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The World’s Wit and Humor: An Encyclopedia in 15 Volumes. 1906.

Hans Christian Andersen (1805–1875)

The Lovers

From “Fairy Tales”

A WHIP-TOP and a little ball were together in a drawer among some other toys; and the top said to the ball, “Shall we not be bridegroom and bride, as we live together in the same box?”

But the ball, which had a coat of morocco leather, and was just as conceited as any fine lady, would make no answer to such a proposal.

Next day the little boy came to whom the toys belonged; he painted the top red and yellow, and hammered a brass nail into it; and it looked splendid when the top turned round!

“Look at me!” he cried to the ball. “What do you say now? Shall we not be engaged to each other? We suit one another so well! You jump, and I dance! No one could be happier than we two should be.”

“Indeed! Do you think so?” replied the little ball. “Perhaps you do not know my papa and mama were morocco slippers, and that I have a Spanish cork inside me?”

“Yes, but I am made of mahogany,” said the top; “and the mayor himself turned me. He has a turning-lathe of his own, and it amuses him greatly.”

“Can I depend upon that?” asked the little ball.

“May I never be whipped again if it is not true!” replied the top.

“You can speak well for yourself,” observed the ball, “but I cannot grant your request. I am as good as engaged to a swallow; every time I leap up into the air she puts her head out of her nest and says, ‘Will you?’ And now I have silently said ‘Yes,’ and that is as good as half engaged. But I promise I will never forget you.”

“Yes, a lot of good that will be!” said the top.

And they spoke no more to each other.

The next day the ball was taken out by the boy. The top saw how it flew high into the air, like a bird; at last one could no longer see it. Each time it came back again, but gave a high leap when it touched the earth, and that was done either from its longing to mount up again, or because it had a Spanish cork in its body. But the ninth time the little ball remained absent, and did not come back again; and the boy sought and sought, but it was gone.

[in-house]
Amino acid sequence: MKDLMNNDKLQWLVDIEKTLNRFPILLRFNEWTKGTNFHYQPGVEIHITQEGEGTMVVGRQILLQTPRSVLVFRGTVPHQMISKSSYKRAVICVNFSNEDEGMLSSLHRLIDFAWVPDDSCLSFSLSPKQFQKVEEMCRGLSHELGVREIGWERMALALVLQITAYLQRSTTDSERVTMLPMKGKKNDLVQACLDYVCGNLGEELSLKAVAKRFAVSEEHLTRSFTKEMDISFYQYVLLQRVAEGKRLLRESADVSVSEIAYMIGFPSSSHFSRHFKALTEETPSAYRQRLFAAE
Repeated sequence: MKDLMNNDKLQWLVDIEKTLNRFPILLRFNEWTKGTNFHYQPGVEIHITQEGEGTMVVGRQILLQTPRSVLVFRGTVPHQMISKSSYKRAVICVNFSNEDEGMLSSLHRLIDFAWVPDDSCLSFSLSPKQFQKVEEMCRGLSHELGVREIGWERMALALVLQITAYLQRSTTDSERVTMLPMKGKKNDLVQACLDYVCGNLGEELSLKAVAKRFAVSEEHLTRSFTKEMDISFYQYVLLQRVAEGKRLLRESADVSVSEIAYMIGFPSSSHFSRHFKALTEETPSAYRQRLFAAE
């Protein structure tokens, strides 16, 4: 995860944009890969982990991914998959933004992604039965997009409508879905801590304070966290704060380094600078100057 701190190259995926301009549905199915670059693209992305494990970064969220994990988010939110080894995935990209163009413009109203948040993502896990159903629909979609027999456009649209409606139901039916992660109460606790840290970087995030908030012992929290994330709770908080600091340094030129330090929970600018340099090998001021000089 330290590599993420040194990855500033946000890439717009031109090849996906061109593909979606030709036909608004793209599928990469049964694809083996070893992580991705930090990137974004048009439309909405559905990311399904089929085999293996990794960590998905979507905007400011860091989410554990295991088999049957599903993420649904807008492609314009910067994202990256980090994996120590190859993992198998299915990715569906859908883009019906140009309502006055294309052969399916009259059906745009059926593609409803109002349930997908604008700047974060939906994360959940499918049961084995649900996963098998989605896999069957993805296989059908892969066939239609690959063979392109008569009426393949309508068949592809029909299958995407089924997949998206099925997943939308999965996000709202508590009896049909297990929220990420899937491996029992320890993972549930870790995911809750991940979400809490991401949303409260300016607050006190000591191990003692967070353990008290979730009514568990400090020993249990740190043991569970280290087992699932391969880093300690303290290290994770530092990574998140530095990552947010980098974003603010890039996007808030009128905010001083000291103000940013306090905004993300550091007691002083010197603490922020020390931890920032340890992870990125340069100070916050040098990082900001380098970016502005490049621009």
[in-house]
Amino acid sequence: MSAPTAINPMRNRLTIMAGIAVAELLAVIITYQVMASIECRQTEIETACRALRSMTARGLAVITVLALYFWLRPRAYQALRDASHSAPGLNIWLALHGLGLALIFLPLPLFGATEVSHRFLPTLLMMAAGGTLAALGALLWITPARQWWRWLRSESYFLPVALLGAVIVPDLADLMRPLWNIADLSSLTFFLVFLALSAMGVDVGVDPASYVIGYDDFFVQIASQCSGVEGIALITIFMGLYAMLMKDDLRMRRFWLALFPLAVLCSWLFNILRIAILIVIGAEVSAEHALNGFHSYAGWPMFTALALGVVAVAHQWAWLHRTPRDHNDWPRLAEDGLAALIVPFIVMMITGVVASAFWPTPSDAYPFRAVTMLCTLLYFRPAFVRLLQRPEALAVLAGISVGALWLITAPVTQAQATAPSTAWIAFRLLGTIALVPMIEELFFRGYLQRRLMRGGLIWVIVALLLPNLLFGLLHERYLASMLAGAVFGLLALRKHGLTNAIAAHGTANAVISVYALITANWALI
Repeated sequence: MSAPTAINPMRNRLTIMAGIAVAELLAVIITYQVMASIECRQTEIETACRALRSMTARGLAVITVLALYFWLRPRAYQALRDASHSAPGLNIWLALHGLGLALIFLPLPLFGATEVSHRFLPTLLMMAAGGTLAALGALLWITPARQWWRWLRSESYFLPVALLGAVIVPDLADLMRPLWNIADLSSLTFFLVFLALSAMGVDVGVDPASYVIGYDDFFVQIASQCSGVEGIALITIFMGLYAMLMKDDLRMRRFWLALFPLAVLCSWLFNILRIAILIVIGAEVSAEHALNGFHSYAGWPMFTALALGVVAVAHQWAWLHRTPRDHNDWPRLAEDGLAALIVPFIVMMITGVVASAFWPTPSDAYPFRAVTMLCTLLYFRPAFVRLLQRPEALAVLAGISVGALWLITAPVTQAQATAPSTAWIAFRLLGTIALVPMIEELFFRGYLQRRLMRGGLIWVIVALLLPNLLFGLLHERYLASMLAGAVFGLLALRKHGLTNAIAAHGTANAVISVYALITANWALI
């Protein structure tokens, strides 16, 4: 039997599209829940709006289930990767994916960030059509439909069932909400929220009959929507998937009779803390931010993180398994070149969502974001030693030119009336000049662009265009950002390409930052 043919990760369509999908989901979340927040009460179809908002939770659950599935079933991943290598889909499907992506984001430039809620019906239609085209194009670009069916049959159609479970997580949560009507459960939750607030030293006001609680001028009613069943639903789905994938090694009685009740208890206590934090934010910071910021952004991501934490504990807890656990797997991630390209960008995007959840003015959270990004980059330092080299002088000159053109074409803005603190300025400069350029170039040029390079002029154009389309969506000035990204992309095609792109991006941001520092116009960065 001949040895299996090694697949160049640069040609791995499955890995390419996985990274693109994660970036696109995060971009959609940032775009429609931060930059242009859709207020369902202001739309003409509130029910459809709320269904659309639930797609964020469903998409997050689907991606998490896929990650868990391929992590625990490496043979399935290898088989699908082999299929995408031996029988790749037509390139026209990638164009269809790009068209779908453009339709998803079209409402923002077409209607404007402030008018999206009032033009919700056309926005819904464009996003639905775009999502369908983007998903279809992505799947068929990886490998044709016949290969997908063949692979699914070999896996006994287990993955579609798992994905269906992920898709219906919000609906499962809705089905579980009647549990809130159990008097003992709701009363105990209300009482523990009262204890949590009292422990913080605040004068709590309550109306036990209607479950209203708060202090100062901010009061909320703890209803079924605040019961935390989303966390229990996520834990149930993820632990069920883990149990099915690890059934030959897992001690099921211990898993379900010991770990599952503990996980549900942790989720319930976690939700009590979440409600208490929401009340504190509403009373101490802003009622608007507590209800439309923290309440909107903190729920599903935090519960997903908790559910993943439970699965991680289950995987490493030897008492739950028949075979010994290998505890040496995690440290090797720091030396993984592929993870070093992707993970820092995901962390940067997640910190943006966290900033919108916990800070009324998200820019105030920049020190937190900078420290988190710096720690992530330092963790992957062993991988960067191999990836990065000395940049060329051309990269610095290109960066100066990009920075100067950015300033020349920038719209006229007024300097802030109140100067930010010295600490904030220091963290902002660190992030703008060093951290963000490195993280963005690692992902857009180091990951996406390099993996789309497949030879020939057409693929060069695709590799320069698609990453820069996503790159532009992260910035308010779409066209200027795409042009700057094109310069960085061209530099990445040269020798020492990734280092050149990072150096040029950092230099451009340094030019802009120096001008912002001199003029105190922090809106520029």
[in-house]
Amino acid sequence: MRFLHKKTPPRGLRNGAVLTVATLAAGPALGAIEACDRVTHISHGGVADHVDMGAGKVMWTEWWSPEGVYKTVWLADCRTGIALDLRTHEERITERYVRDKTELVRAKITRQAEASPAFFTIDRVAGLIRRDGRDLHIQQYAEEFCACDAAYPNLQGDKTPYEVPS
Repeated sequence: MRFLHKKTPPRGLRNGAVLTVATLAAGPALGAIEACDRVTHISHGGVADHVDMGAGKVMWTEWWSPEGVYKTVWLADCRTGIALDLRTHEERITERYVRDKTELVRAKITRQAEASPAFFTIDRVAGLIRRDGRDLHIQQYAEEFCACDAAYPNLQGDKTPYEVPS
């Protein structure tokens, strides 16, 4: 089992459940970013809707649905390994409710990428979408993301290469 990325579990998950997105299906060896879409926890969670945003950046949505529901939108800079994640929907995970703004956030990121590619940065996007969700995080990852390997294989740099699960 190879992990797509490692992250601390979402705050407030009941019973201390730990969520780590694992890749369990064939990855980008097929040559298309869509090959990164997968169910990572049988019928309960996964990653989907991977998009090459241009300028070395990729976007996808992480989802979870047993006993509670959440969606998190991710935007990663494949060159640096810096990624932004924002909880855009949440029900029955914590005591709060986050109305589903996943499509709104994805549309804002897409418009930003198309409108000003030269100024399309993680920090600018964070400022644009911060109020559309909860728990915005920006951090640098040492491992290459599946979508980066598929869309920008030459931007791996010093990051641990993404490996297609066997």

“I know very well where it is!” sighed the top. “It is in the swallow’s nest, and has married the swallow.”

The more the top thought of this the more it longed for the ball. Just because it could not get the ball, its love increased; and the fact that the ball had chosen another formed a peculiar feature in the case. So the top danced round and hummed, but always thought of the little ball, which became more and more beautiful in his fancy. Thus several years went by, and now it was an old love.

And the top was no longer young! But one day he was gilt all over; never had he looked so handsome; he was now a golden top, and sprang till he hummed again. Yes, that was something worth seeing! But all at once he sprang up too high, and—he was gone.

They looked and looked, even in the cellar, but he was not to be found. Where could he be?

He had jumped into the dust-box, where all kinds of things were lying: cabbage-stalks, sweepings, and rubbish that had fallen down from the roof.

“Here’s a nice place to lie in! The gilding will soon leave me here. Among what a rabble have I alighted!”

And then he looked sideways at a long, leafless cabbage-stump, and at a curious round thing that looked like an old apple; but it was not an apple—it was an old ball, which had lain for years in the gutter on the roof, and was quite saturated with water.

“Thank goodness, here comes one of us, with whom one can talk!” said the little ball, and looked at the gilt top. “I am really morocco, worked by maiden’s hands, and have a Spanish cork within me; but no one would think it, to look at me. I was very nearly marrying a swallow, but I fell into the gutter on the roof, and have lain there full five years, and become quite wet through. You may believe me; that’s a long time for a young girl.”

But the top said nothing. He thought of his old love; and the more he heard, the clearer it became to him that this was she.

Then came the servant-girl, and wanted to turn out the dust-box.

“Ah, there’s a gilt top!” she cried.

And so the top was brought again to notice an honor, but nothing was heard of the little ball. And the top spoke no more of his old love; for that dies away when the beloved object has lain for five years in a roof gutter and got wet through. Yes, one does not know her again when one meets her in the dust-box.